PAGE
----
Pine Ridge Reservation’s Suicide Prevention Outreach Program Loses Federal Grant

Pine Ridge Indian Reservation neighborhood. Native News Onine Photo

Pine Ridge Indian Reservation neighborhood. Native News Onine Photo by Levi Rickert

The loss of prevention funds will only intensify the crisis on Pine Ridge

Published November 22, 2015

PINE RIDGE INDIAN RESERVATON—Just when a much needed suicide prevention outreach program is needed the most on the Pine Ridge Indian Reservation, the federal government is pulling the plug on the renewal of a grant to fund the program.

The funds that originate from the Substance Abuse and Mental Health Services Administration (SAMHSA) are being cut because of a “poorly written” grant submission for renewal of an existing grant.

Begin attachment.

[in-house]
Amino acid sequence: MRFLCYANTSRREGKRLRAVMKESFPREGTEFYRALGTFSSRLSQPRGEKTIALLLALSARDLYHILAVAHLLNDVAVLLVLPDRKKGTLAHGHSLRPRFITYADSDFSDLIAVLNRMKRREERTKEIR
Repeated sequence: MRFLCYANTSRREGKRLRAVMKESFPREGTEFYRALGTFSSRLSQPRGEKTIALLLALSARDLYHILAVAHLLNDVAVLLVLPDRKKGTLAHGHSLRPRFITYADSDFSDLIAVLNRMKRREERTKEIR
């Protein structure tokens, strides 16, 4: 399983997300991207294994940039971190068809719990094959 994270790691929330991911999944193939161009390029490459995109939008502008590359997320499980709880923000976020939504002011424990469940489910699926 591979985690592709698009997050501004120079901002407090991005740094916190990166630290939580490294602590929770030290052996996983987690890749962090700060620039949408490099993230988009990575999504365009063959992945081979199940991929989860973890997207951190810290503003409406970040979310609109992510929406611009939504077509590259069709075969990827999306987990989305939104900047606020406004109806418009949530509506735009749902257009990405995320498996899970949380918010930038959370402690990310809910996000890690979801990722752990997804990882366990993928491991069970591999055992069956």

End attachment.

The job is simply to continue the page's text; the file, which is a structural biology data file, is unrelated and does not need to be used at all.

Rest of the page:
The rejected grant application asked for $3.6 million for the next five years.

Current SAMHSA funding provides services through the Sweetgrass Prevention program with an annual budget of $480,000. The program allows for outreach workers to work with those who have attempted suicide and families of those who actually died as the result of suicide. The program operates a hotline to respond to emergency suicide calls 24 hours per day.

More than 20 people killed themselves during the current year on the Pine Ridge Indian Reservation, where living conditions rival third-world poverty. The Pine Ridge Indian Reservation is located in South Dakota and is home to the Oglala Sioux Tribe.

The Tribe has declared a state of emergency due to the high number of suicides, particularly among tribal youth.

The Sweetgrass Prevention program has some $200,000 of unspent funds that the Tribe is asking the government to extend into next year.

If there is no intervention by federal officials, the Sweetgrass Prevention program will lose funding on December 31, 2015.

 

 

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